Deciding to start a hiking trip implies baring your soul. And there are as many possible itineraries to follow as there are possible motivations which may be pushing you to decide on this kind of trip.
This time, I left only with the knowledge that I would start walking in Piazza Maggiore, Bologna, Italy, and that that walk would take me to Piazza della Signoria in Florence, a few days later. This is all I knew when I started walking on the Via degli Dei, a suggestively named trail on the Appennini mountain chain: in Italian, Via degli Dei means the “Path of the Gods”.
I think going on a hiking trail is one of the best ways to start travelling solo. Of course, you can also choose to go to on a city trip to a European capital to start out, but the risk there is of ending up caught in packages and fast tourism, if you don’t give yourself enough time to get settled somewhere and explore.
Along a trail, everyone can create their own itinerary, just by walking along the trail. There will never be two identical itineraries, simply because there will never be two identical hikers. You’d be surprised to hear that, very often, if you listen to the stories of two people who walked the same trail, their stories might be entirely different from one another, so much so that you might think they didn’t really walk along the same trail.
Moving slowly teaches us that moving and travelling are not the same thing, and once you realise this, this awareness will stay with you forever. And you can use this knowledge in cities, too.
If I’d comfortably moved with public transport, like I always have, what would I know now? I would know nothing new. How many times have I been to Bologna and Florence? Several times, yes, but how many times did I ask myself what was between those two cities? Never.
A thought I found amazing, as an ink portrait artist, is American author B. Lopez’s, known for his essays on humanitarian and environmental issues.
“When I travel, I try to get to know the territory around me as if it were a human being, with its own complicated, mysterious personality. I wait for it to speak. I wait, and I wait.”
I asked Valeria, who has been a hiker for over 30 years and who welcomed me into her home with her husband Andrea, “How do you choose what trail you want to follow?” Her answer was “I think it is the trail that chooses you.” So, perhaps, the right time had come for the Appennini mountains to speak to me.
I’d heard a lot about the Via degli Dei over the past few years, however, the main push to go came from my friend Eleonora, whom I met while walking up a mountain in the Marche, in Italy. The enthusiasm in her voice when she shared her summer adventure on the Via degli Dei was contagious, so much so that I decided to stop waiting, and just go. I asked for time off work on a Monday, I packed my bag on the following day and went to Bologna. A day later, I started walking.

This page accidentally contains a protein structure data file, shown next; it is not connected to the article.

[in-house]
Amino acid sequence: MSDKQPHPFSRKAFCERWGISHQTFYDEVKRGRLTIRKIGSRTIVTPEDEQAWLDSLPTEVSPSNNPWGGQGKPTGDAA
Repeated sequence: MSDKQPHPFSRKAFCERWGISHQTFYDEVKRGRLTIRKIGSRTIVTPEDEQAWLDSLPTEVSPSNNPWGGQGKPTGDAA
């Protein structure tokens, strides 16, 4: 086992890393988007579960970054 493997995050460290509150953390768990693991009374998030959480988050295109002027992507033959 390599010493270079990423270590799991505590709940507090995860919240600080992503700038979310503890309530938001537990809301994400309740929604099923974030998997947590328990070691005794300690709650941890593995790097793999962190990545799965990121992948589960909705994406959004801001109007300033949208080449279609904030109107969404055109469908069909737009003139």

What planning steps did I skip before leaving, then? I didn’t train, I didn’t research the trail, I didn’t book any accommodation, I didn’t buy a guide until half an hour before boarding the train. And I’m a planner, I love researching places and getting ready! This time, though, my decision was so sudden that I decided to completely improvise.
As for nature, and regarding our relationship with it, we all think we have certain rights. But: any plan can be turned upside down in a matter of seconds, due to unexpected events on the way, falls, or bad weather. Being prepared only matters that much, actually: it is while walking, step after step, that you discover yourself as a walker, and you will not feel confident before you have actually left some footprints behind you.
Your senses will be given a new life, you will feel intensely again, by experiencing fatigue and sweat, and you will have a clear aim to reach. I can be pretty lazy when I have no motivation, and it is by going hiking that I find my motivation again. All we need to do is make the decision of putting our boots on and going walking, because even though we might think we are just wandering for pleasure, there is actually a destination for us, out there.
When you hike, you always do it to get somewhere – to give a shape to a question, or to find an answer
Journalist Maurizio Maggiani wrote “What I know about the world, and I mean what I really know, I learned with my feet. It may not be much, but this is the way it is.” My shiatsu training taught me that the stomach meridian is located on the front of our leg, therefore, it is this meridian that we expose first, when we bend our knee to start walking. And what is our stomach, after all, if not the organ that aids our digestion, not just of food, but also of feelings and experiences?
We might not fully realise it, but when we walk, we expose our gut, so that it can be exposed to what it needs, in order to digest a new experience. If we — perhaps unknowingly — keep avoiding what scares us, our stomach is the first that gets sent forth to explore, whenever we start walking.
Trust those thoughts that see the light in open air, through movement. Trust your gut… And your feet!